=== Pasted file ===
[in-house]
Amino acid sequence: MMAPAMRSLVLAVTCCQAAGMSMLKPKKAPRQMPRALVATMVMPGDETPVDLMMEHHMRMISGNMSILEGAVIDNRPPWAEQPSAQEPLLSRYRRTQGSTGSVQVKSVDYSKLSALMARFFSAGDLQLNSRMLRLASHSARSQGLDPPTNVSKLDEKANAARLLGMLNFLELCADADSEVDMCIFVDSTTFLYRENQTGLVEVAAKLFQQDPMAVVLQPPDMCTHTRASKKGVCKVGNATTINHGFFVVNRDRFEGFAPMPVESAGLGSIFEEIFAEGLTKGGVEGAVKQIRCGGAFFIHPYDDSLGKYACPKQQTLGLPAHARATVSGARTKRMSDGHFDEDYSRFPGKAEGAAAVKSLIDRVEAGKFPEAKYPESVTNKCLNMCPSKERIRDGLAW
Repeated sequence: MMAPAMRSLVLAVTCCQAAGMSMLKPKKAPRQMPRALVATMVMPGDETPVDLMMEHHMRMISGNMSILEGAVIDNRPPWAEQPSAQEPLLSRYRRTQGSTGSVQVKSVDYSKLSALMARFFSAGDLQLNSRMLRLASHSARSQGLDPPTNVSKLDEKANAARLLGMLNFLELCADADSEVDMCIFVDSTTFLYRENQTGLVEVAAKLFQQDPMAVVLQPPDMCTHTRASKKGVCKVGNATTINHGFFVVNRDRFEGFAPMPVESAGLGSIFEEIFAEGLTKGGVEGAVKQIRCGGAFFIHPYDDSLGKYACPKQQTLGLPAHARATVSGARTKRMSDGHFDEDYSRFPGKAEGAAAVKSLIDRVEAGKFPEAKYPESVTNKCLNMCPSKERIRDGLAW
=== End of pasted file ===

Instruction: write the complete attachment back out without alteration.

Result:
[in-house]
Amino acid sequence: MMAPAMRSLVLAVTCCQAAGMSMLKPKKAPRQMPRALVATMVMPGDETPVDLMMEHHMRMISGNMSILEGAVIDNRPPWAEQPSAQEPLLSRYRRTQGSTGSVQVKSVDYSKLSALMARFFSAGDLQLNSRMLRLASHSARSQGLDPPTNVSKLDEKANAARLLGMLNFLELCADADSEVDMCIFVDSTTFLYRENQTGLVEVAAKLFQQDPMAVVLQPPDMCTHTRASKKGVCKVGNATTINHGFFVVNRDRFEGFAPMPVESAGLGSIFEEIFAEGLTKGGVEGAVKQIRCGGAFFIHPYDDSLGKYACPKQQTLGLPAHARATVSGARTKRMSDGHFDEDYSRFPGKAEGAAAVKSLIDRVEAGKFPEAKYPESVTNKCLNMCPSKERIRDGLAW
Repeated sequence: MMAPAMRSLVLAVTCCQAAGMSMLKPKKAPRQMPRALVATMVMPGDETPVDLMMEHHMRMISGNMSILEGAVIDNRPPWAEQPSAQEPLLSRYRRTQGSTGSVQVKSVDYSKLSALMARFFSAGDLQLNSRMLRLASHSARSQGLDPPTNVSKLDEKANAARLLGMLNFLELCADADSEVDMCIFVDSTTFLYRENQTGLVEVAAKLFQQDPMAVVLQPPDMCTHTRASKKGVCKVGNATTINHGFFVVNRDRFEGFAPMPVESAGLGSIFEEIFAEGLTKGGVEGAVKQIRCGGAFFIHPYDDSLGKYACPKQQTLGLPAHARATVSGARTKRMSDGHFDEDYSRFPGKAEGAAAVKSLIDRVEAGKFPEAKYPESVTNKCLNMCPSKERIRDGLAW